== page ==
If you've been surfing the Web, you have undoubtedly heard the term URL and have used URLs to access HTML pages from the Web.
It's often easiest, although not entirely accurate, to think of a URL as the name of a file on the World Wide Web because most URLs refer to a file on some machine on the network. However, remember that URLs also can point to other resources on the network, such as database queries and command output.
A URL HAS TWO MAIN COMPONENTS:
Note that the protocol identifier and the resource name are separated by a colon and two forward slashes. The protocol identifier indicates the name of the protocol to be used to fetch the resource. The example uses the Hypertext Transfer Protocol (HTTP), which is typically used to serve up hypertext documents. HTTP is just one of many different protocols used to access different types of resources on the net. Other protocols include File Transfer Protocol (FTP), Gopher, File, and News.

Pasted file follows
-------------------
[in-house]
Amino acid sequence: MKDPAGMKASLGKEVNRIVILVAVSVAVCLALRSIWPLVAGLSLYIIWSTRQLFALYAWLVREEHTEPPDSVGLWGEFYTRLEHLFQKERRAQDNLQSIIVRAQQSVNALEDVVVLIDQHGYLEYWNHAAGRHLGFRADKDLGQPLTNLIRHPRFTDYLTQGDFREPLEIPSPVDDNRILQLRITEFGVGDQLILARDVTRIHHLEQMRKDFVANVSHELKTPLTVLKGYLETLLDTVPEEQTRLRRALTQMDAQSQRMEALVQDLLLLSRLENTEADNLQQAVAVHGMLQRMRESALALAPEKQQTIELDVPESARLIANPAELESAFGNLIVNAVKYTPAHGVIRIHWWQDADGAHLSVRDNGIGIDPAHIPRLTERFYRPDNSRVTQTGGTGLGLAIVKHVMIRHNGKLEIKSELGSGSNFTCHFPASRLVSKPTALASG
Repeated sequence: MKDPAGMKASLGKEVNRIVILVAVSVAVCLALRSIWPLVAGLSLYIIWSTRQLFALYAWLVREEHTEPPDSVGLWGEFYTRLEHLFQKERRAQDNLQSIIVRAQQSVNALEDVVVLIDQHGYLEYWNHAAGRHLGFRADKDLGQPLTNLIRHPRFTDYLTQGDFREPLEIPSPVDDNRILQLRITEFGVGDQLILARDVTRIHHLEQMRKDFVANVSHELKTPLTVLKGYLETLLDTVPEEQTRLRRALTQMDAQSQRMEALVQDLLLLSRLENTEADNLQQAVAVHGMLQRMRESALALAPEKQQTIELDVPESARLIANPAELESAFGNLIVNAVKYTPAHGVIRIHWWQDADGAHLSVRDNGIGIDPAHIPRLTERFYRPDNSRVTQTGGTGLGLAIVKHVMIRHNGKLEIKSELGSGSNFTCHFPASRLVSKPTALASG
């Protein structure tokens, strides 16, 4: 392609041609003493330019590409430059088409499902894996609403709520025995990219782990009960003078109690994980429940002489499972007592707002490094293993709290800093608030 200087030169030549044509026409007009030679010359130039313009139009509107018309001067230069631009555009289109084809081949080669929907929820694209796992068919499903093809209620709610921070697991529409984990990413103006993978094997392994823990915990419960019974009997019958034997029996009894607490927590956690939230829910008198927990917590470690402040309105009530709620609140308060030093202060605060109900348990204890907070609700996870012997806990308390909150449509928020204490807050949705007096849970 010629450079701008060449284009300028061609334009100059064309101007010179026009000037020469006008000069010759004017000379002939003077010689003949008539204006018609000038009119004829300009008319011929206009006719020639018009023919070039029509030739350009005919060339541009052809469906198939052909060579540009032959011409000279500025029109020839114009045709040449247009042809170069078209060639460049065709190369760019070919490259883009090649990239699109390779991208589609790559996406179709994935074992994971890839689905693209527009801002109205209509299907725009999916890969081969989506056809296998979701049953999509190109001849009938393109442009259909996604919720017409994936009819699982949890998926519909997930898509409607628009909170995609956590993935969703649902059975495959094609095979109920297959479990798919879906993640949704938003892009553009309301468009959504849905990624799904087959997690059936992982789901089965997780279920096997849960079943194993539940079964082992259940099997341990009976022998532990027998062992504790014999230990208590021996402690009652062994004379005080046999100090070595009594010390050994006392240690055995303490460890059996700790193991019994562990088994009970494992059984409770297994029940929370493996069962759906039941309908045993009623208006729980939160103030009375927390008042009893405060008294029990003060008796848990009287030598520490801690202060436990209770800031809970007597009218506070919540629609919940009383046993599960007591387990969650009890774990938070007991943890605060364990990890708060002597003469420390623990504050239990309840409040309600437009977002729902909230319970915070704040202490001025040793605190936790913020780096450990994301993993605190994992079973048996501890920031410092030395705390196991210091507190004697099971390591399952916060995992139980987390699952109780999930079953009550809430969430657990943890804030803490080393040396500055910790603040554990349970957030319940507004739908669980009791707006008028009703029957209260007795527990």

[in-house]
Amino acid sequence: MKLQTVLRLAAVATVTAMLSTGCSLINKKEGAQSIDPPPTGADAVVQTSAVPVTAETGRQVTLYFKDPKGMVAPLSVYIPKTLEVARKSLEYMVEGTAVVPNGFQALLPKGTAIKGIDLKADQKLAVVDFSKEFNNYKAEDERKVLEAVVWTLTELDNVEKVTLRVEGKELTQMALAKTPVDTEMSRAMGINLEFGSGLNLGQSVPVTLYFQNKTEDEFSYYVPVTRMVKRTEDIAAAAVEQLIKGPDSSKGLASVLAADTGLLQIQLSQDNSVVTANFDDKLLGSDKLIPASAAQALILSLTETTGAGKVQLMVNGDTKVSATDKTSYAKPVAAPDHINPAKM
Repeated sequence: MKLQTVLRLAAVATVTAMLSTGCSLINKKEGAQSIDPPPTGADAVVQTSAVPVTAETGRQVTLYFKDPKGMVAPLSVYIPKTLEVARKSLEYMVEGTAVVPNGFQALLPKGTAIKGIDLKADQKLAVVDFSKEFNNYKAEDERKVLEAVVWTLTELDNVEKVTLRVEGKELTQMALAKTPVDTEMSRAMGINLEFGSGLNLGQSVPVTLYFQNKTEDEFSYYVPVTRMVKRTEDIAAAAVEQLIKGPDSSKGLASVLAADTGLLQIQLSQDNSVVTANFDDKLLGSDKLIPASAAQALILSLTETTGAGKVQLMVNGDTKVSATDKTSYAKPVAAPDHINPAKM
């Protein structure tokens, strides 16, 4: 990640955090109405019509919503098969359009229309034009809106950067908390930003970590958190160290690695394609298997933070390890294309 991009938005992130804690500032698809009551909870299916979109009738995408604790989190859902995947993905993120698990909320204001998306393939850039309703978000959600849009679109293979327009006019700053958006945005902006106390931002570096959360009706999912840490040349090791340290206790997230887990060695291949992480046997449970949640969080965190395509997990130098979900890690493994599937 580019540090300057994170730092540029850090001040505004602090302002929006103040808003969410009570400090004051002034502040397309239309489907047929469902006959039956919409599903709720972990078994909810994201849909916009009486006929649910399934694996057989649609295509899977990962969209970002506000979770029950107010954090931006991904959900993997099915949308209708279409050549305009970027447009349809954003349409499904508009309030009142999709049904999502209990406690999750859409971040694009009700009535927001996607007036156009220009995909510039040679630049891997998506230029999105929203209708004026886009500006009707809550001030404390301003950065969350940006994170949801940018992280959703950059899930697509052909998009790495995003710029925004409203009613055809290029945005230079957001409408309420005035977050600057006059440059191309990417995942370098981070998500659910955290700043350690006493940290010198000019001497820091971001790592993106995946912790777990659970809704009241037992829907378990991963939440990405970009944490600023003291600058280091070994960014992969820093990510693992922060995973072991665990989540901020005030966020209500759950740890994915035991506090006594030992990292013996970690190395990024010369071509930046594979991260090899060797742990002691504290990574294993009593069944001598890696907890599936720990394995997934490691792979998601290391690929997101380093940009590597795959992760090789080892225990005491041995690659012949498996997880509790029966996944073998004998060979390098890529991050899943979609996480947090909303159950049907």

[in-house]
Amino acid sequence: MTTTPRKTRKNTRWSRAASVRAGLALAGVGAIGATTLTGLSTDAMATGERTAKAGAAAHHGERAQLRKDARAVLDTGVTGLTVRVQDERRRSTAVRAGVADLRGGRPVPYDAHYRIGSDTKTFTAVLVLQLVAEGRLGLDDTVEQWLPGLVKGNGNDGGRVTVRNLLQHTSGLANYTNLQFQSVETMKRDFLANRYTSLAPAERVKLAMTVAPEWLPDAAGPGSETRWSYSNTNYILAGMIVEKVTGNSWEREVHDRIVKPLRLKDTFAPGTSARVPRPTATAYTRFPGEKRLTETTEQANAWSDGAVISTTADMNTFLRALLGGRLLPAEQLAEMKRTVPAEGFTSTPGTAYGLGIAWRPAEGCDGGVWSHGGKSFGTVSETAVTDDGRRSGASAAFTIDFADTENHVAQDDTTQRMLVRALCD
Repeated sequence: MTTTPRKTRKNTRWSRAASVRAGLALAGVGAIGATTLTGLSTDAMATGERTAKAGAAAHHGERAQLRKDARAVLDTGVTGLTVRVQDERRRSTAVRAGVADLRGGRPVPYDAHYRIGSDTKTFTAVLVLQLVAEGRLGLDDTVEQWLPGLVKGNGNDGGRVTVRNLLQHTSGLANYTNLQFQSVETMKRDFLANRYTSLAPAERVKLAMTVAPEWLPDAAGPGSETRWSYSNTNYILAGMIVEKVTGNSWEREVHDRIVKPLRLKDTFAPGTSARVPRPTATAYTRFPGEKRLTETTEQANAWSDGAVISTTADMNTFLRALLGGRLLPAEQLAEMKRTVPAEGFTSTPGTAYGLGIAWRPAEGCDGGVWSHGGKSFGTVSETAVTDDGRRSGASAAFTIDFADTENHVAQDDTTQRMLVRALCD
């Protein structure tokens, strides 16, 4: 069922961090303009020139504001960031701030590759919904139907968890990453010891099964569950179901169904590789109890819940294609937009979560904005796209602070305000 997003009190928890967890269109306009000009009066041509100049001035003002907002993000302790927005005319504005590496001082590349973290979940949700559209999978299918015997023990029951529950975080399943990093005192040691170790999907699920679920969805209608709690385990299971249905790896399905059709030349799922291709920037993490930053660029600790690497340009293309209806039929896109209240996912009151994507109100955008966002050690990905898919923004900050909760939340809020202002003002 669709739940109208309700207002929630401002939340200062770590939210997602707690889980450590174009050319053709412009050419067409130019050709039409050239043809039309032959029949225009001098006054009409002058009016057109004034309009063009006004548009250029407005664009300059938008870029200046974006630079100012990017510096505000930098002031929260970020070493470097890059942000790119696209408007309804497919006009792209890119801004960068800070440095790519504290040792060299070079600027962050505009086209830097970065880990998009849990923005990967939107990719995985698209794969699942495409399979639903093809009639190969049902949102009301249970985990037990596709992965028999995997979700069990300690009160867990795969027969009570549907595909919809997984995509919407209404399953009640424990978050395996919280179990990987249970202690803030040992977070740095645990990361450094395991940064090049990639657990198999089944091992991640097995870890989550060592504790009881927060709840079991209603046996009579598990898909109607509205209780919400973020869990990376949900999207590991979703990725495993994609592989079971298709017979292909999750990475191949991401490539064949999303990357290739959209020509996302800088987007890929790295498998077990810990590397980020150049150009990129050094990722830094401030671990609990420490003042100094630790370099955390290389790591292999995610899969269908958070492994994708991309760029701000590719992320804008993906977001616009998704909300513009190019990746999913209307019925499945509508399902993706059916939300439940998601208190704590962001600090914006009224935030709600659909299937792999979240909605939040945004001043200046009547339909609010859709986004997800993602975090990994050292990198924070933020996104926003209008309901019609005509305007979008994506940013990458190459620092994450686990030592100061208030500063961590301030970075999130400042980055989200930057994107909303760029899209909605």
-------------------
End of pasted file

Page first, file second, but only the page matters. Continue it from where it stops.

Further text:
The resource name is the complete address to the resource. The format of the resource name depends entirely on the protocol used, but for many protocols, including HTTP, the resource name contains one or more of the following components:
The name of the machine on which the resource lives.
The pathname to the file on the machine.
The port number to which to connect (typically optional).
A reference to a named anchor within a resource that usually identifies a specific location within a file (typically optional).
For many protocols, the host name and the filename are required, while the port number and reference are optional. For example, the resource name for an HTTP URL must specify a server on the network (Host Name) and the path to the document on that machine (Filename); it also can specify a port number and a reference.